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Catholics Protest Hindu Worship at Fatima Shrine in Europe


on 2004/6/15 2:44:02 ( 1738 reads )

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FATIMA, PORTUGAL, June 15, 2004: HPI received a couple of reports regarding the visit of a group of Hindus from Lisbon to the famed Catholic shrine to Mother Mary at Fatima. The first, dated May 22, reads in part: "Last October The Portugal News reported on the Interfaith Congress held at Fatima, one of Catholicism's most sacred sites, where representatives of the world's leading religions allegedly explored the possibility of opening the shrine to a whole variety of faiths. While the newspaper received many letters and emails congratulating it for reporting on the congress, it was also criticized by some groups who claimed that Fatima would remain exclusively Catholic. Now, however, we can report that the first steps in developing Fatima as a multi-faith centre could have been taken. On May 5th, SIC and SIC Noticias carried a report on a Hindu religious service held in the Chapel of the Apparitions at the shrine. SIC's broadcast appears, to some extent, vindicate The Portugal News' October report. Sixty Hindus led by a high priest had travelled from Lisbon to pay homage to the Goddess Devi, the divinity of nature. SIC's reporter described how before leaving Lisbon the Hindus had gathered at their temple in the city to pray to and worship various statues of Hindu gods. Arriving in Fatima the pilgrims made their way to the Chapel of the Apparitions, where from the altar a Hindu priest led prayer sessions. A commentary on the service was given by the TV reporter who explained: 'This is an unprecedented unique moment in the history of the shrine. The Hindu priest, or Sha Tri [probably Shastri], prays on the altar the Shaniti Pa [probably Shanti mantra--sahanavavatu...] , the prayer for peace.' The Hindus can be seen removing their shoes before approaching the altar rail of the chapel as the priest chants prayers from the altar's sanctuary."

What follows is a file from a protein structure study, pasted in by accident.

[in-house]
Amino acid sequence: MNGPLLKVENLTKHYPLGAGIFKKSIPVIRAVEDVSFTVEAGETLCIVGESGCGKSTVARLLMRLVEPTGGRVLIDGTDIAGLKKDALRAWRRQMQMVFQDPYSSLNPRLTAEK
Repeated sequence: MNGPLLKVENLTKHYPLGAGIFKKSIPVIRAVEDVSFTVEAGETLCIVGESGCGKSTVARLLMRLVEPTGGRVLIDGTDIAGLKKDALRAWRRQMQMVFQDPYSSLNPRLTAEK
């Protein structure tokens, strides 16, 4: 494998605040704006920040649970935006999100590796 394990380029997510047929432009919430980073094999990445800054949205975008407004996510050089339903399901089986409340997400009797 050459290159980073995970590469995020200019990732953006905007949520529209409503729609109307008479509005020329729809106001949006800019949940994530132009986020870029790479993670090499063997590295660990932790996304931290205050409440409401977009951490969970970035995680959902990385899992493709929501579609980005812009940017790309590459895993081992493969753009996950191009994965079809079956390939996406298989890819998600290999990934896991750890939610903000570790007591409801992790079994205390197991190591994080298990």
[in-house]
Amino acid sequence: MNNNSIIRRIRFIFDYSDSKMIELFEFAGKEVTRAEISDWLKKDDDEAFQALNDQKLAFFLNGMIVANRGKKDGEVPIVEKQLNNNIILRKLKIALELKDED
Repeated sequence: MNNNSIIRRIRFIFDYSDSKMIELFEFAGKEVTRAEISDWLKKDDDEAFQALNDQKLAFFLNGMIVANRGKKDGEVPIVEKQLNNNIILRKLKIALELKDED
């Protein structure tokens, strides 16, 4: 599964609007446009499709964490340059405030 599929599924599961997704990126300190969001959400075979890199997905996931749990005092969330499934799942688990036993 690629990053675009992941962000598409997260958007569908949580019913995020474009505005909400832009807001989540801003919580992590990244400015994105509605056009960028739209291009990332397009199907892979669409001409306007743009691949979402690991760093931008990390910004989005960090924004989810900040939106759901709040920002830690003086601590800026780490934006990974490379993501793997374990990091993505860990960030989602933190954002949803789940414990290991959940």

A report at fatima.org is subtitled, "Another interfaith outrage blessed by shrine rector." It is very strongly opposed to the Hindu visit and reads, in part, "Saint Francis Xavier said, 'All the invocations of the pagans are hateful to God because all their gods are devils.' Saint Francis Xavier wrote these words to Saint Ignatius about the pagan religion of Hinduism. Francis Xavier, writing from India at the time, merely restates the truth from the infallible Sacred Scriptures: 'The gods of the gentiles are devils.' (Psalm 95:5) Yet on May 5, 2004 -- the Feast of Pope Saint Pius V -- the Little Chapel of the Apparitions at Fatima was allowed to be used for a pagan Hindu ceremony. This Little Chapel (also called the Capelinha) is built on the site where Our Blessed Mother appeared to the 3 children of Fatima in 1917. According to the broadcast, a busload of Hindus were allowed to commandeer the sanctuary inside the Fatima Capelinha and to use the Catholic altar for their rituals. The SIC newscaster said, 'This is an unprecedented unique moment in the history of the shrine. The Hindu priest, or Sha Tri, prays on the altar the Shaniti Pa, the prayer for peace.' The outrage occurred with the blessing of Shrine Rector Msgr. Guerra. No one may use the Capelinha without Rector Guerra's permission. The Hindus wore traditional garb, a Hindu 'priest' in traditional Hindu vestments led the ceremony that consisted in the offering of flowers and food. This would seem to indicate that the Hindus performed their pagan puja, a ritual in which the offering of flowers and food is central. After the Hindu worship service at the Catholic altar, the Hindus were escorted by Fatima authorities to see a model of the huge, round-shaped modernistic shrine at Fatima now under construction, a fifty million dollar eyesore that will blot the landscape of Our Lady's apparitions. One of the Hindus is reported to have said that they go to Fatima because there are many gods, and the gods have wives and companions who will bring good luck. This is a blasphemy against the Queen of Heaven as it places Our Blessed Mother on the same level as some sort of 'wife' of a false god. Thus, the Hindus did not even come to Fatima to learn of, or take part in, Catholic prayer. Rather, they folded the holy event of Fatima into their own superstitions and pagan myths. It is reported that pilgrims who witnessed the event at Fatima were scandalized, but Shrine Rector Guerra defended the use of the Marian Shrine for pagan worship."


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